Moose River
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Nearest Entry Point:
Moose River South #8;
Moose/Portage River North #16
Fishing: Unknown
Maps: Fisher F-9; McKenzie #12 River Depth: Unknown
Fire History: 1863-64, 1755-59
River Length: From its source at Big Moose Lake to its mouth at Nina Moose Lake, the river is about 12.4 miles long.
Campsites: 0 Wildlife Seen on Visit: None
Last Visited: September 27, 2020 Creek Elevation: Headwaters at Big Moose Lake at 1393 feet. Mouth at Nina Moose Lake at 1255 feet. Average of 11 feet per mile of elevation loss.
Water Clarity: N/A

To BWCA Entry Point 8: Walk the 4 rod portage
To BWCA Entry Point 16: Walk the 152 rod portage
To Big Moose Lake: Walk the 64 rod portage
To Nina Moose Lake: Paddle In

Moose River

LaCroix Ranger District

The majority of permits for the Moose River are for those traveling north toward Nina Moose Lake from BWCA Entry Point 16 - Moose/Portage River North. (Note: Almost nobody uses the Portage River to get to Nina Moose Lake. That route is not maintained by the U.S. Forest Service and is very difficult.) The paddle to Nina Moose Lake along the Moose River is about 2.5 miles. Besides the 152 rod portage from the entry point parking lot, there are two other short portages along this route. There are nearly always a couple beaver dams to liftover too. This route can be fairly busy. Most paddlers going this way stay on either Nina Moose Lake or Agnes Lake. If you are looking for more solitude, continue past these two lakes.

For those seeking quieter waters, paddle the Moose River south down to Big Moose Lake. The BWCA Entry Point 8 - Moose River South allows only one permit quota group per day. Most people heading this way camp on Big Moose Lake. There are some routes out of Big Moose Lake, but all involve massive and difficult portages.

The section of the Moose River between the Echo Trail and Forest Road 464 is mostly passable, but not maintained. There are a couple rapids and likely several beaver dams and down trees stretching across the river along this stretch that will require portaging/lifting over. Expect travel through this section of the river to be slow and difficult in places.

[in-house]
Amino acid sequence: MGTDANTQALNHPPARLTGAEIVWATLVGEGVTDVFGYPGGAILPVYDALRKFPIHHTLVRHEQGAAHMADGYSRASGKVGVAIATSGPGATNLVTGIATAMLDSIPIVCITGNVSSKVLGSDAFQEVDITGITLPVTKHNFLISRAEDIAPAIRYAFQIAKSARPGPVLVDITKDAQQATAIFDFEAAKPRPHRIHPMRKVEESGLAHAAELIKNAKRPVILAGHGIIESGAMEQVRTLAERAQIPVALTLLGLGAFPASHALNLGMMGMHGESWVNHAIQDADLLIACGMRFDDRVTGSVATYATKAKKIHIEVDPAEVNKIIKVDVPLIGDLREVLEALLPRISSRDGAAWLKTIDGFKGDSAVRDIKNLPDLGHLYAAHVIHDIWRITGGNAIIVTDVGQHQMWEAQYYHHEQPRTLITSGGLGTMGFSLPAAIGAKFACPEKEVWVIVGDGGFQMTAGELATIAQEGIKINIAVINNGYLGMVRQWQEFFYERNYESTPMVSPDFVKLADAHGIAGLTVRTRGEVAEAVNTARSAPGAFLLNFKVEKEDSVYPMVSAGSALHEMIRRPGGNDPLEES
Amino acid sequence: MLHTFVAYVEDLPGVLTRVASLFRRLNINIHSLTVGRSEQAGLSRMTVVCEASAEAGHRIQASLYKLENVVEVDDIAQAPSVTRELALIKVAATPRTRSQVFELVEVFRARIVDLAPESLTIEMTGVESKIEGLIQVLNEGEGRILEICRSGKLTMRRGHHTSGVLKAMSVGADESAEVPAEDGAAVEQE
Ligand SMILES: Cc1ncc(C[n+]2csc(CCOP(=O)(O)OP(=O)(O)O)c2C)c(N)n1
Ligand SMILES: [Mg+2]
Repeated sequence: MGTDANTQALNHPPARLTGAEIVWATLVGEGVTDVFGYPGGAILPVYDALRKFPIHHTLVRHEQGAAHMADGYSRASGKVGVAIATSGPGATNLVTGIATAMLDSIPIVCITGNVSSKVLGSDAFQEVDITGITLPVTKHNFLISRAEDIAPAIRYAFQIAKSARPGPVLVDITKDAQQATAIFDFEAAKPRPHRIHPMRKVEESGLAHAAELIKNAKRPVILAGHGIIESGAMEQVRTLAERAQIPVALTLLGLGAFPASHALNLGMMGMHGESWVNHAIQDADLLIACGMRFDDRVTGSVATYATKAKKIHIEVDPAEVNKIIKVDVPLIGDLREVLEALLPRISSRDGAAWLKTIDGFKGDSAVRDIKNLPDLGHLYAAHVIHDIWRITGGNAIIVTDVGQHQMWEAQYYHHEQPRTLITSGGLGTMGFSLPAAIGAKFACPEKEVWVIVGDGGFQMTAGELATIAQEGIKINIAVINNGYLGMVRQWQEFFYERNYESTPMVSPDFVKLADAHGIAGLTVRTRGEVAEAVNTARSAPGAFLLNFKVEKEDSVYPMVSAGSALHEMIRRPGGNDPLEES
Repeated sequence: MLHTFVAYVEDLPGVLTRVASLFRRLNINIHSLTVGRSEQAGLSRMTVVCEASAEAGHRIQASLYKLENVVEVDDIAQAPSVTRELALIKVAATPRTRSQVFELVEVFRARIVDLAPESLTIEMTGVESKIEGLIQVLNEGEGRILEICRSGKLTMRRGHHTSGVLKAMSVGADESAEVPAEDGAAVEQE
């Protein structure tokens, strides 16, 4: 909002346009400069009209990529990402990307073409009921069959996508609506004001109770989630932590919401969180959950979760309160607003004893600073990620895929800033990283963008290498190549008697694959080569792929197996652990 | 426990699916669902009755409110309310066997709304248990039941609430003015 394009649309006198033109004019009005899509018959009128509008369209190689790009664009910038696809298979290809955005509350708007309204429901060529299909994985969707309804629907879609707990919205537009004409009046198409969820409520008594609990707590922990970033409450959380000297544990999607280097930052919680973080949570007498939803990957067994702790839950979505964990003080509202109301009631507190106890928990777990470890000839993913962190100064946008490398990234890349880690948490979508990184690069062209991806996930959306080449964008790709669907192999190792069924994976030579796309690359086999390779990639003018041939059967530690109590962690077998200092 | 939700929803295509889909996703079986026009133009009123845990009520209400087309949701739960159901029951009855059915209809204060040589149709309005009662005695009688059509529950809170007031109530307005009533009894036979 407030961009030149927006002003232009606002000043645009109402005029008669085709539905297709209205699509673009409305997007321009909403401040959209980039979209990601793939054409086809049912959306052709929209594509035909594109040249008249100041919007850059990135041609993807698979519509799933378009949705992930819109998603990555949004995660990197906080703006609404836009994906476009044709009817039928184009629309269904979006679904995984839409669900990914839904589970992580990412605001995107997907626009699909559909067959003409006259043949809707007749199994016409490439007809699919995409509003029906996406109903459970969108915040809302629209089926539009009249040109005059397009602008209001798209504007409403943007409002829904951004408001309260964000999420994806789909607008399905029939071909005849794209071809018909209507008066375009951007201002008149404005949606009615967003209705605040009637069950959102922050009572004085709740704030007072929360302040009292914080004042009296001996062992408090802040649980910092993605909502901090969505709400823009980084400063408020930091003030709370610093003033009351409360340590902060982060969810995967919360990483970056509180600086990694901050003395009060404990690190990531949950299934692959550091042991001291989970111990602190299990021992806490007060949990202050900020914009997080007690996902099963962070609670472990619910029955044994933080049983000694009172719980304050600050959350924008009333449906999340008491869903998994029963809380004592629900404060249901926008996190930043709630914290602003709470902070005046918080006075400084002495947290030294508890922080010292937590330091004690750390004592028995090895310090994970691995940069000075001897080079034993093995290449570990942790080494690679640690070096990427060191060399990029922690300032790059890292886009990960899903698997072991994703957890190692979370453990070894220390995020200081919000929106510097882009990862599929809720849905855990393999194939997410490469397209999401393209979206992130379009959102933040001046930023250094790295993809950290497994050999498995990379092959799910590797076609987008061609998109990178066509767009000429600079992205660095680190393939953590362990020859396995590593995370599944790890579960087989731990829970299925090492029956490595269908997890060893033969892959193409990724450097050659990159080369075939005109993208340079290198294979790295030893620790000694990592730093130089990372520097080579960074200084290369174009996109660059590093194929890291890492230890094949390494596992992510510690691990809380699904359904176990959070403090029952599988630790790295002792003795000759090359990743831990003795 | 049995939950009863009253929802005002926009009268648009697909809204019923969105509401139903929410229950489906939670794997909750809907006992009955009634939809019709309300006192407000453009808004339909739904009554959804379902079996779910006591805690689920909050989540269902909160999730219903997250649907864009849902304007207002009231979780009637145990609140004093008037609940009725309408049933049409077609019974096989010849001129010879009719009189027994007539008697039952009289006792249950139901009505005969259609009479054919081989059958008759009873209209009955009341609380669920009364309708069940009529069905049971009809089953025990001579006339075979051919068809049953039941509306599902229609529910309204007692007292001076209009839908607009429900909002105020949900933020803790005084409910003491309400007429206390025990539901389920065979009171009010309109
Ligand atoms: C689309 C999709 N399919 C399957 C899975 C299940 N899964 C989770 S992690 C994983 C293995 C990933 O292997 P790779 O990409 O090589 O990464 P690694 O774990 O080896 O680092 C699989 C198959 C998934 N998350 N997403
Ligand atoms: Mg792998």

The 1863-64 fire burned about 112,600 acres and was the fourth largest fire in recorded history in the Boundary Waters Canoe Area (Heinselman, 1999).

Logging took place west of the Moose River and north of the Echo Trail between 1956 and 1965. This was known as the Blandin Sale and was a purchase of the Blandin Paper Company. The Blandin Trail is named for this operation. That trail used one of the logging roads from this operation as its route (Heinselman, 1999).

Beymer, Robert, Boundary Waters Canoe Area – Volume 1 – Western Region (Berkeley: Wilderness Press, 2006), 68, 70, 71, 80, 95, 101, 103, 106, 108, 112, 117.
Heinselman, Miron, The Boundary Waters Wilderness Ecosystem (Minneapolis: University of Minnesota Press, 1999), 41, 56, 119.
Pauly, Daniel, Exploring the Boundary Waters (Minneapolis:  University of Minnesota Press, 2005), 65, 88, 112, 116, 117.
Rom, William N., M.D., Canoe Country Wilderness (Stillwater: Voyageur Press, 1987), 87.

Traveling the Moose River (Upstream)

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Once reaching the BWCA Entry Point 16 parking lot, most groups don't portage up the road and put back in south of the Echo Trail. The section of the Moose River between the Echo Trail upstream (and south) to Forest Road 464 is typically not traveled. That being said, this section is mostly canoeable water, but you will have to bushwhack around a couple of rapids. There is also likely a number of beaver dams along this stretch. Downed trees lying across the entire river will also probably be encountered.

Continuing in the upstream direction from BWCA Entry Point 8...

Moose River 1
Looking upstream from the BWCA Entry Point 8 landing, which is located right on the south side of Forest Road 464. This stretch of the river eventually ends at Big Moose Lake, the source of the Moose River. You must haul over two portages along this section of the river, before reaching Big Moose Lake.

Traveling the Moose River (Downstream)

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The Moose River begins at Big Moose Lake. From that lake you paddle until you reach BWCA Entry Point 8, which is where the river passes underneath Forest Road 464 through a culvert. Almost no paddlers traverse the section of river between Forest Road 464 and the Echo Trail. That section of river is not maintained by the U.S. Forest Service. It is probably passable by determined groups, just expect to bushwhack to get around the two or three stretches of rapids. There is probably beaver dams and downed timber in the river to navigate through too.

Moose River 2
Start of the portage from the Moose River to the BWCA Entry Point 16 parking lot.

A moderately long, but otherwise easy portage from the river to the parking lot.

Route Connections for the Moose River

From the Moose River, you can portage into Big Moose Lake reached by paddling south from BWCA Entry Point 8. You can also paddle into Nina Moose Lake, which is accessible by paddling north from BWCA Entry Point 16. BWCA Entry Point 8 and BWCA Entry Point 16 provide access to the Moose River.

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